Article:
While less entrenched BA-instantiations may require analytical processing, conscious attention and inferencing (e.g. Figures 6a to f) to find out why and to what effect the regular constraints are not satisfied, at the bottom of the network we find BA-expressions so prevalent that they are stored as multimodal ‘stock phrases’, analogous to verbal idioms or larger-than-word fixed expressions like ‘to kick the bucket’, or ‘the benefit of the doubt’ (Schilperoord & Cozijn, 2010). Although these cases all instantiate the general BA-construction, processing and understanding is likely to happen ‘en bloc’, that is, without the need to pay attention to the parts. Examples include highly frequent before-after advertisements, like those promoting laundry detergents, hair restorers, face creams, gyms, fat removal services and the like. We also find them among Internet memes instantiating the BA-construction based on specific contexts, such as the countless ‘me voting in 2016, vs. me voting in 2018’ before-after meme which spread across social media in the days leading up to the 2018 United States midterm elections, only to vanish after election day (itself seemingly a variant of a ‘me T1 vs. me T2’ meme). However, although repeated exposure to canonical examples may lead to storing more abstract patterns, they don’t disappear from the lexicon (cf. Jackendoff & Audring, 2020: 61ff).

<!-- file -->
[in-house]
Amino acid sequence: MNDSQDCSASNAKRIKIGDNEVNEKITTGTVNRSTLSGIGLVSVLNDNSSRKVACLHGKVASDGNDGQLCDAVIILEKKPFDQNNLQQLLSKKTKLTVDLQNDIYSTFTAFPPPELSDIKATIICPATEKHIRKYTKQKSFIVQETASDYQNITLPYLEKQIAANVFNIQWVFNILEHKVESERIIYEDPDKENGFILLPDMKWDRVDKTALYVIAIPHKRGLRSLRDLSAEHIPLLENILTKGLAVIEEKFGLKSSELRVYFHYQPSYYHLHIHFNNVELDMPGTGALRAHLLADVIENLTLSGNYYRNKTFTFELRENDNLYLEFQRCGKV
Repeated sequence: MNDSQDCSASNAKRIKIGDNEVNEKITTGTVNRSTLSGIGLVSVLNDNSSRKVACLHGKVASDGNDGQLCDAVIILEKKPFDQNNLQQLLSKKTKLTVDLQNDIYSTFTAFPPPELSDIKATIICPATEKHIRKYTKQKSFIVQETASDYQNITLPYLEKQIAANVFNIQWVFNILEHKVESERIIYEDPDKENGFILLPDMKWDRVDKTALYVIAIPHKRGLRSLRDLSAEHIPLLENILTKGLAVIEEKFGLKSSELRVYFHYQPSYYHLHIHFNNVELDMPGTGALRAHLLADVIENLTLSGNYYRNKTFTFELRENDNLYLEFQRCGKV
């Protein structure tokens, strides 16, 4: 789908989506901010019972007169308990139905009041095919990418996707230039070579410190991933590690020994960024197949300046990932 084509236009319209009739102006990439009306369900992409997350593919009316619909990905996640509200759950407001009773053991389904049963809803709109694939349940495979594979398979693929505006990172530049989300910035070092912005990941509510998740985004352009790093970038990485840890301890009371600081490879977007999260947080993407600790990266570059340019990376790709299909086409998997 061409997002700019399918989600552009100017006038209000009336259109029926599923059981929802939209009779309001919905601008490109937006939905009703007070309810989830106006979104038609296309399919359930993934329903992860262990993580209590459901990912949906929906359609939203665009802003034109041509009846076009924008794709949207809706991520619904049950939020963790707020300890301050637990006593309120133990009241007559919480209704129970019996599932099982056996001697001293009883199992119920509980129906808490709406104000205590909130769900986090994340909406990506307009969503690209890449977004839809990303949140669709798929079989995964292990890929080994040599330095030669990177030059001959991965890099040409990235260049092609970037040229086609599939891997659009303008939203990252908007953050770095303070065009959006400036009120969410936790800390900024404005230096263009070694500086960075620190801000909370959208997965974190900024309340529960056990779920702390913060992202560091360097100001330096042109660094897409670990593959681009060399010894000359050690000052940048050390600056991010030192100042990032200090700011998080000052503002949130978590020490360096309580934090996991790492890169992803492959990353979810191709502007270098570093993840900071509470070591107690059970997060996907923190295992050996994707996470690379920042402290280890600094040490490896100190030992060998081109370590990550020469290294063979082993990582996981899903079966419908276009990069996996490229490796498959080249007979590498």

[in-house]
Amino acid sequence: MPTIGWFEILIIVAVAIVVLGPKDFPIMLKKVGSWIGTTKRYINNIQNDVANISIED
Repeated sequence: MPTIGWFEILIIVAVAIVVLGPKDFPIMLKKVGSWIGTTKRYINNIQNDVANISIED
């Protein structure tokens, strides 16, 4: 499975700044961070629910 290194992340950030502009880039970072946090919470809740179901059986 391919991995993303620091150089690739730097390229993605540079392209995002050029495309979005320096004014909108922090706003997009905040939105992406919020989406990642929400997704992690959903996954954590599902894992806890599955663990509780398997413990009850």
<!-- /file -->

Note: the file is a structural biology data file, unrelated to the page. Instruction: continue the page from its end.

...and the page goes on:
Next, consider what might be present ‘above’ the dotted frame in Figure 7. The canonical BA-construction branches from an even more abstract two-juxtaposed images plus topic slot construction; a construction we refer to as the Two-Image, or 2I-construction. The 2I-construction is shown as Figure 4d, where the capitol E stands for image of Entity, R for Relation, T for Topic and (V ±) for Value type + valence.